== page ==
Fred Wilson adds his thoughts to the conversation about a more intelligent way to target blog and social media advertising. His idea plays right into the ideas I discussed yesterday, ideas that emphasize that a new and successful advertising strategy can be dictated by content creators and bloggers by basing advertising rates on the level of interaction that an audience has with a post.
Where the model I proposed is one that is based on community and conversation, Fred sees an opportunityfor fims that can effectively inject advertising and marketing directly into the conversation, not added on as an afterthought.
Today’s conversations take place in the streams of Twitter and FriendFeed, and are solidly founded on the ideas of community and conversation. They are spontaneous, unpredictable. Marketing into the stream requires a level of conversational intelligence that doesn’t exist in contextual advertising. It is not simply the words on the screen, it is how those ads are being used.
For example, there is no sense trying to advertise a product on a page or in a conversation that is actively engaged in discussing the flaws and failings of that product. It makes an advertiser look cold, insensitive, and even ridiculous.
In his post, Fred presents examples of subtle, targeted advertising that appears in the streams of an existing conversation without redirecting or changing the conversation. As a VC, he recognizes the opportunity in this area.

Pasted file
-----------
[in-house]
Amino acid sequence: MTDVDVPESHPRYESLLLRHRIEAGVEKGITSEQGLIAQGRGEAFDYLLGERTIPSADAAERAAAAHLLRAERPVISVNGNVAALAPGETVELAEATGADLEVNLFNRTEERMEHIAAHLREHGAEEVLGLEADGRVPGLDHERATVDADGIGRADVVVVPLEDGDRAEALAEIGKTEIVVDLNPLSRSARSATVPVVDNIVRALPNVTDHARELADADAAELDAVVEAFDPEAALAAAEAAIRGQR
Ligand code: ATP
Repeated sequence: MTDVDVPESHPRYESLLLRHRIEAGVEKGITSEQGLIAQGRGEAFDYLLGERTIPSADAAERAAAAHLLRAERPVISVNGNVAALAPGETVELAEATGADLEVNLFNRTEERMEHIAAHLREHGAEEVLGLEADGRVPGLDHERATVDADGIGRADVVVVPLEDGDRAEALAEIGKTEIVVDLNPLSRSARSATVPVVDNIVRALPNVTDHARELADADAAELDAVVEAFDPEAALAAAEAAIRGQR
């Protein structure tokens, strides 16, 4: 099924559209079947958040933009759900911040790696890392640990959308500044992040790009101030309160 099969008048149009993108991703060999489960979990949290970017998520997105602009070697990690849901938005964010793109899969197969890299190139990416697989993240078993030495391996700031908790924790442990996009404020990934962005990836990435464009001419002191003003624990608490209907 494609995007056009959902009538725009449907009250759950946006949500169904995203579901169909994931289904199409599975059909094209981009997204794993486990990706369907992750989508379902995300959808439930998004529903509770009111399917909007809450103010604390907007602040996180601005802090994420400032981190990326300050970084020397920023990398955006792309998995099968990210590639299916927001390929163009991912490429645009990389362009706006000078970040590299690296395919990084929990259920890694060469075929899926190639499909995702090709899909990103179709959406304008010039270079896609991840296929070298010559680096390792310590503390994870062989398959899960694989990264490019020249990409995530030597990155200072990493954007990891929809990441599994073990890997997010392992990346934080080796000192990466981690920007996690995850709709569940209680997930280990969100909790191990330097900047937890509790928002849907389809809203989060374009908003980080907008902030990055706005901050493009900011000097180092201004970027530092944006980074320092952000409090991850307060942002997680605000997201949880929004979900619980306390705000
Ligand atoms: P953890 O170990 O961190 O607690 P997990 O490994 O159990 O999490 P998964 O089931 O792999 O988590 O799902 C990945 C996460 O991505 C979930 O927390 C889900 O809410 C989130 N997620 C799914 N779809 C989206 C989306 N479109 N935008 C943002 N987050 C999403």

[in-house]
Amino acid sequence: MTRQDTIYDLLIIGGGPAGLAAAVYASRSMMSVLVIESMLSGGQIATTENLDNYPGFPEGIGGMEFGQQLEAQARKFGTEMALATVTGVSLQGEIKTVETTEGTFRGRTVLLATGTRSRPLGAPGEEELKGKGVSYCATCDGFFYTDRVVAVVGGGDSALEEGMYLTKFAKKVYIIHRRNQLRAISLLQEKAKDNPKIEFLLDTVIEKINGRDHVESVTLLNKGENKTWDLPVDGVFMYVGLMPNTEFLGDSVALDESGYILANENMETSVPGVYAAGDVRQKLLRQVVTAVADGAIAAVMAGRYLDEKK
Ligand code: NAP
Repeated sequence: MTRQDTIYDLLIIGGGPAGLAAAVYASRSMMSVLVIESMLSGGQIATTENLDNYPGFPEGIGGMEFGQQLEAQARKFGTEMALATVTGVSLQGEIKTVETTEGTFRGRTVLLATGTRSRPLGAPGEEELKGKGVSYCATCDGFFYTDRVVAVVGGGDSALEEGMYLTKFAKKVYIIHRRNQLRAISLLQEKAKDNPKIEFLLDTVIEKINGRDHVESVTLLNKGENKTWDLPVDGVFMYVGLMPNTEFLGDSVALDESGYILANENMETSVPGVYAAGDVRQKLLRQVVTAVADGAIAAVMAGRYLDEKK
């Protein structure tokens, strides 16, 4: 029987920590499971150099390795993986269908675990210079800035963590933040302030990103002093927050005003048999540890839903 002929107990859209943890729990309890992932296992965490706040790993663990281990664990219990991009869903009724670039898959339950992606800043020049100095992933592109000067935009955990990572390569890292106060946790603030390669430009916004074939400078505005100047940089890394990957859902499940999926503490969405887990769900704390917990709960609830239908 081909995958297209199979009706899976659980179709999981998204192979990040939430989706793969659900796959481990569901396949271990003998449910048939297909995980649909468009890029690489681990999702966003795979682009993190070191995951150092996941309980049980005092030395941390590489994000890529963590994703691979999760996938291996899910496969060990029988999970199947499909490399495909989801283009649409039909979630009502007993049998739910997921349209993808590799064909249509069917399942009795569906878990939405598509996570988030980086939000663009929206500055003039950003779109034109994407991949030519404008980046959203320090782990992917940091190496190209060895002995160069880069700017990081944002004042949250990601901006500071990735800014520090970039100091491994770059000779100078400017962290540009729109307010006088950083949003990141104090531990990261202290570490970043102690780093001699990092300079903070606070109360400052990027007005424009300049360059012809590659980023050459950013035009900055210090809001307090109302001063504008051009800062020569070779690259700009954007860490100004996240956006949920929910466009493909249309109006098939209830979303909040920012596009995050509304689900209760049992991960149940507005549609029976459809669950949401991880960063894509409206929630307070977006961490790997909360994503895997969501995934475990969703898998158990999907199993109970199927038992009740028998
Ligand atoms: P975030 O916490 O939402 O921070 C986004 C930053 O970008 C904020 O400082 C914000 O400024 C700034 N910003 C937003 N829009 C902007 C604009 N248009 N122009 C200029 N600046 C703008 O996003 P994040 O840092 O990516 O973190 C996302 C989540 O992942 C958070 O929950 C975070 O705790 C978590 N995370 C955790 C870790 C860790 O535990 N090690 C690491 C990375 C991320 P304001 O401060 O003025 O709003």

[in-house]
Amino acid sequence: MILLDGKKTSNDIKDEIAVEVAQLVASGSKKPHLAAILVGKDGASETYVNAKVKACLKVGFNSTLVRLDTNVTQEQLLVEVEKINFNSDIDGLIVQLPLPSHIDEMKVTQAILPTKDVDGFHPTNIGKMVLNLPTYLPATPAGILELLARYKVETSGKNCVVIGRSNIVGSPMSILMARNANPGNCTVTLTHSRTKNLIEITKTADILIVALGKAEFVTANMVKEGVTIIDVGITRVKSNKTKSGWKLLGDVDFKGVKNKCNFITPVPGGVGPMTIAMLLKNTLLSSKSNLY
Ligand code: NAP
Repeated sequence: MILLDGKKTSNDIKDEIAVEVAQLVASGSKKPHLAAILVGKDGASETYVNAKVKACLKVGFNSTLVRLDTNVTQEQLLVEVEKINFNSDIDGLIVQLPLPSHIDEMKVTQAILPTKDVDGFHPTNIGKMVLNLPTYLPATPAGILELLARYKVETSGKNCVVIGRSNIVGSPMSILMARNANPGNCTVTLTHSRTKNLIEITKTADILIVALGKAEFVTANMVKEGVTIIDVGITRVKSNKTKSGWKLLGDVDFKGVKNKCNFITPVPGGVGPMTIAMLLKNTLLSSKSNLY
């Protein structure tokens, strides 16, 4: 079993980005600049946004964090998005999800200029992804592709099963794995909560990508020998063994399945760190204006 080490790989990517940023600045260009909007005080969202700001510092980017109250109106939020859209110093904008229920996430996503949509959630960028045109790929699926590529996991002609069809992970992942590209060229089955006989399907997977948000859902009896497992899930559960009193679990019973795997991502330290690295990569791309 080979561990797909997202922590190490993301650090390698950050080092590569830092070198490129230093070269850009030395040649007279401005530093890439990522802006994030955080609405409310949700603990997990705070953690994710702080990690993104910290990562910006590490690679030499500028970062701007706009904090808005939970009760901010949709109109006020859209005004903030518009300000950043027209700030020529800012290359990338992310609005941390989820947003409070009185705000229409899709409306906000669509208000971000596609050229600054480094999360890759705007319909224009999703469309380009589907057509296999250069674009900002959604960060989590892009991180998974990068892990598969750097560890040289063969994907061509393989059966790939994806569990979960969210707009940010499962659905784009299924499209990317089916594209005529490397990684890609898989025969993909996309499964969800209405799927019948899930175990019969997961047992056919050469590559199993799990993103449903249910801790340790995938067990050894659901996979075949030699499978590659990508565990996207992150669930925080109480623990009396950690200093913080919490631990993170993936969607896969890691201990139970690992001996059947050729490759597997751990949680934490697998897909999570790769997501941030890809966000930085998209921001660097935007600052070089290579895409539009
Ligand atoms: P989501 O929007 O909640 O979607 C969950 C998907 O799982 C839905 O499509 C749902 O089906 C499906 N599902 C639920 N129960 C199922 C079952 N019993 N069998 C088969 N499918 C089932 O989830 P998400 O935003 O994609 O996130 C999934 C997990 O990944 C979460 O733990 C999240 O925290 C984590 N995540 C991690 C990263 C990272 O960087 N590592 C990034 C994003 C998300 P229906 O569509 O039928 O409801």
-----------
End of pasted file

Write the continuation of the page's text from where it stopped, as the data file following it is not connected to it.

Community and conversation focused marketing is potentially huge and likely very effective, if done in a way that does not drive people to filter their content to prevent such advertising. The advertisers will also have to adopt a clear code of behavior that prevents them from being seen as anything more than new-age spammers.
Why will it be more effective? It plays right to the marketers sweet spot: an engaged group, with a focused interest, creating a conversation in a shared community.
If that doesn’t set of the buzzword bingo alarms, nothing will.
It is, however, also true. And the interest in this new model of advertising is solely drive by one idea: attention. I have commented on the attention economy previously, and I stick to my guns that a post, a conversation, a community that holds a person’s attention in today’s world of media and information saturation is one that needs to be explored by marketers.
Rob Crumpler and the team at BuzzLogic announced their conversation ad service yesterday (September 18 2008). This is likely the first move in this exciting new area. And Fred and his team at Union Square recognize the potential in this area.